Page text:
My Dog is Restless and Won't Stop Moving
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We are used to our furry companions expending a lot of energy in our day-to-day lives. This happens during play, going for walks and other activities. It is essential for proper rest and relaxation afterwards. However, some owners become concerned when they recognize signs of anxiety or hyperactivity in their companions. As a result, common questions arise such as ‘why is my dog restless?’ or ‘what can I do to calm my dog down?’
If you are going through a similar situation, continue reading this AnimalWised article where we explain the main reasons why your dog is restless and won't stop moving. We also provide some tips for more stable behavior in your best friend.
Why is my dog restless and won't stop moving?
There is no catchall answer to why a dog is restless and won't stop moving. A dog’s behavior can be influenced by different environmental factors and its own physiology. If your dog is restless and won't stop moving, you will need to pay attention to their behavior, lifestyle and environment to try to identify the cause of the problem.
To help you in this process, here is a summary of the most common reasons why dogs may become restless. Also, remember that you should always seek professional help from a veterinarian if your canine best friend shows any symptoms of pain or illness.
Pain can cause unusual behavior in dogs or even significantly change their character. Some of the most obvious symptoms of pain in canines are reduced energy and interest in performing daily activities (playing, walking, etc.). They may also have a tendency to hide or move away in order to avoid being touched, which would increase discomfort. If you notice that your dog is exhibiting this behavior, you should immediately take them to the veterinarian for the necessary care.
Pain can occur as a consequence of trauma (a fall, a blow or some accident), but it is also a common symptom of chronic or degenerative diseases, including hip and elbow dysplasia. Moreover, aging causes dogs to become more vulnerable to pain and certain afflictions such as osteoarthritis.
In the last stage of their lives, our dogs also lose sensory abilities and become more susceptible to neurodegenerative conditions. This can include cognitive dysfunction syndrome, better known as Alzheimer's or senile dementia, the main symptoms of which are manifested through changes in the dog's behavior. In these cases, dogs may behave strangely, become more restless or nervous. They can even become aggressive due to confusion.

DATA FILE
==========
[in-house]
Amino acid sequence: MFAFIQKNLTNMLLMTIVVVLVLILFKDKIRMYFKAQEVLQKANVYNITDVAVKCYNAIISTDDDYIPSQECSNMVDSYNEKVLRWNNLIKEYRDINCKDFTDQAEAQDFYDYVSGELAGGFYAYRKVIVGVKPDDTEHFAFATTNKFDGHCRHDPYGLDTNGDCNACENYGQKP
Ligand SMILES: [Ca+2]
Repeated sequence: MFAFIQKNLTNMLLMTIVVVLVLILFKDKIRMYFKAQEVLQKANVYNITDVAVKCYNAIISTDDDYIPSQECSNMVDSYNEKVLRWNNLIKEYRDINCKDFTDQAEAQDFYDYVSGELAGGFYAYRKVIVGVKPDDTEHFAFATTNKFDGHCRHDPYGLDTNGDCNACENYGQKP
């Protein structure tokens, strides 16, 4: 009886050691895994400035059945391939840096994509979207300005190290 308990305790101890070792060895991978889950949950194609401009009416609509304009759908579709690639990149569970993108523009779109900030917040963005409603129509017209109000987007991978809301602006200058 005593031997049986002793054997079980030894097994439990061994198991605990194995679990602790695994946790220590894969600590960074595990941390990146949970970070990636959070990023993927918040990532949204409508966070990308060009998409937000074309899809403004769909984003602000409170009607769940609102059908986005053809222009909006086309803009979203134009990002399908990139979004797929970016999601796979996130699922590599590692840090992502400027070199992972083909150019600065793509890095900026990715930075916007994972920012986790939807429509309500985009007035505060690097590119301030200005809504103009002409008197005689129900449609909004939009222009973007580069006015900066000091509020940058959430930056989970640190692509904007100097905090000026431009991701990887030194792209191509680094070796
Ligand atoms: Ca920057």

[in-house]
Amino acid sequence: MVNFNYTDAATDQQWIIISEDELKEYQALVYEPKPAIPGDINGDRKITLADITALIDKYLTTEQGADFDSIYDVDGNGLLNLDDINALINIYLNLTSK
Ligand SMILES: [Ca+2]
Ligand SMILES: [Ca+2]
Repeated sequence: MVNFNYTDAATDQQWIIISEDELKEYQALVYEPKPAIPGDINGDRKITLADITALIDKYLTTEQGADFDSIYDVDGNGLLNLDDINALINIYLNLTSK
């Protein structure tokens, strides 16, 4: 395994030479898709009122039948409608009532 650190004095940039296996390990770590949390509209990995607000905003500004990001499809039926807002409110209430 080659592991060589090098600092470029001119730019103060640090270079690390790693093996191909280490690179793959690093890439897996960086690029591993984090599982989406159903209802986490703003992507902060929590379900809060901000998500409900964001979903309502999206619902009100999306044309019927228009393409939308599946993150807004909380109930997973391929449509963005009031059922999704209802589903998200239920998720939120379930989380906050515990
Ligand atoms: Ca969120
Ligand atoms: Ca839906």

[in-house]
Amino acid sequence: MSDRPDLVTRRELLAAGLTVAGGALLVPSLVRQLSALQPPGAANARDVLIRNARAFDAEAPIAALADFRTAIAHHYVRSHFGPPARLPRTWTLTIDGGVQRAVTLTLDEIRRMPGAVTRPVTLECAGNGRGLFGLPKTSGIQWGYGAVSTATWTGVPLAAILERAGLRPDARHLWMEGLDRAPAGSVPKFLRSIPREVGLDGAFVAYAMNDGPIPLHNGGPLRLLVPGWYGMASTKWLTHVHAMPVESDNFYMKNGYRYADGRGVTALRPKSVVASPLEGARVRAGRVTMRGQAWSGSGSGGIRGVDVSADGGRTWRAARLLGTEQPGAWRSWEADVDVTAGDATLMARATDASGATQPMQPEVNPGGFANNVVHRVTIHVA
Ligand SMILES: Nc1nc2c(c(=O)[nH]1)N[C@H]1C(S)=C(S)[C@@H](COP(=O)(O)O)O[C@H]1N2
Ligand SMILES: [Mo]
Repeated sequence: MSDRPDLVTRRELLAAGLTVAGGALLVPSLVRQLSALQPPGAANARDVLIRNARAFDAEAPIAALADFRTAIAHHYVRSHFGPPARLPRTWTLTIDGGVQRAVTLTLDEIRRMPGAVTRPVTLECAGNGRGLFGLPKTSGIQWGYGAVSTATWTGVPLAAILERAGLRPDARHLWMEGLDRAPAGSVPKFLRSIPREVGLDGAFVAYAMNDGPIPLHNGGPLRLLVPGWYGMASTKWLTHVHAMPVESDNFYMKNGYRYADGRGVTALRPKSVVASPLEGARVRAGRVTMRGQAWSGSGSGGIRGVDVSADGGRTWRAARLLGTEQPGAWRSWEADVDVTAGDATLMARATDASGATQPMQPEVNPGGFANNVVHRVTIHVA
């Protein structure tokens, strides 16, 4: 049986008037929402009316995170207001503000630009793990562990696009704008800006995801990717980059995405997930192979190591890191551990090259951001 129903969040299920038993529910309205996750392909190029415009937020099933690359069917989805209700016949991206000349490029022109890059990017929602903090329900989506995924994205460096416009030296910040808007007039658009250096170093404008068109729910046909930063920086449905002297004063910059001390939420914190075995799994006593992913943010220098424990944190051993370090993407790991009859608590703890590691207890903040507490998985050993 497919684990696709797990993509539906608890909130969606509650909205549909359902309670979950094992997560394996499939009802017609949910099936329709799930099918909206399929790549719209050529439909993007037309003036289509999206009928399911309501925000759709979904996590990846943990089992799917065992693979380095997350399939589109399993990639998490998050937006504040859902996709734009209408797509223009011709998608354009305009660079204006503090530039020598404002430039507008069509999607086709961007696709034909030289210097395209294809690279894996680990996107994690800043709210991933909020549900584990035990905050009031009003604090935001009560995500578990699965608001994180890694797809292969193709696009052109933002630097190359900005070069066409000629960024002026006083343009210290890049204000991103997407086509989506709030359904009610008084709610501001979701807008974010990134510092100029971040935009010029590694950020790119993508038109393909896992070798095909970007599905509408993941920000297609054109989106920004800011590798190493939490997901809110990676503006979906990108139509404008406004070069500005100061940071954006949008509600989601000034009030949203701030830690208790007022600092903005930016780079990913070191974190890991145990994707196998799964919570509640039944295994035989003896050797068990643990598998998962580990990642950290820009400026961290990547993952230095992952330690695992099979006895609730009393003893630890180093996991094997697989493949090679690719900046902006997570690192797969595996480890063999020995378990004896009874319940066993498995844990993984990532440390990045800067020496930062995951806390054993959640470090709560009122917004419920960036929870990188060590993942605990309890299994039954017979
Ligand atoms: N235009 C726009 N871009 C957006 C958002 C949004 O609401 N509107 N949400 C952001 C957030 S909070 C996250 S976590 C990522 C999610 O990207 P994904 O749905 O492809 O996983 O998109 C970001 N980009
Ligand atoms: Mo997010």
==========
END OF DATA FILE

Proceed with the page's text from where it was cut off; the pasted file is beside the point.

For these reasons, if you see a dog that suddenly becomes very nervous or cries, whether it is an adult or an senior dog, pain is usually the most common cause.
In addition to the diseases that cause pain, there are some neurological disorders that can produce alterations in the behavior of your dog. For example, vestibular syndrome directly impacts the dog's spatial orientation and balance, causing them to appear disoriented, suffer dizziness or vertigo. They may perform certain unusual behaviors, such as walking in circles or walking with their head cocked to one side.
There are also some congenital problems, such as malformations and hydrocephalus, that can cause your dog to be restless and continually move around the house.
Again, in all these cases, the best thing to do is to seek veterinary care as soon as possible to evaluate any possible neurological disorders and provide the best treatment according to their needs.
If you notice that your dog is restless and moves around a lot, you will also have to consider the possibility of internal or external parasites (fleas, ticks or mites). The latter are usually easier to identify, since their bites commonly leave traces on the animal's skin, causing redness and other signs of skin inflammation. These bites often cause itching or discomfort to the dog, making it want to scratch constantly and behave in a more agitated manner than usual.
To confirm or rule out the presence of external parasites in your dog, we advise you to check their whole body including ‘hidden’ areas. These include the inner part of the ears, the lower part of the paws and the region between the toes.
On the other hand, intestinal parasites can develop unnoticed in the dog's organism and only cause noticeable signs in more advanced stages. In this case, you should pay attention to the following symptoms:
- Alterations in stool (diarrhea, color changes, foreign bodies, blood or white spots)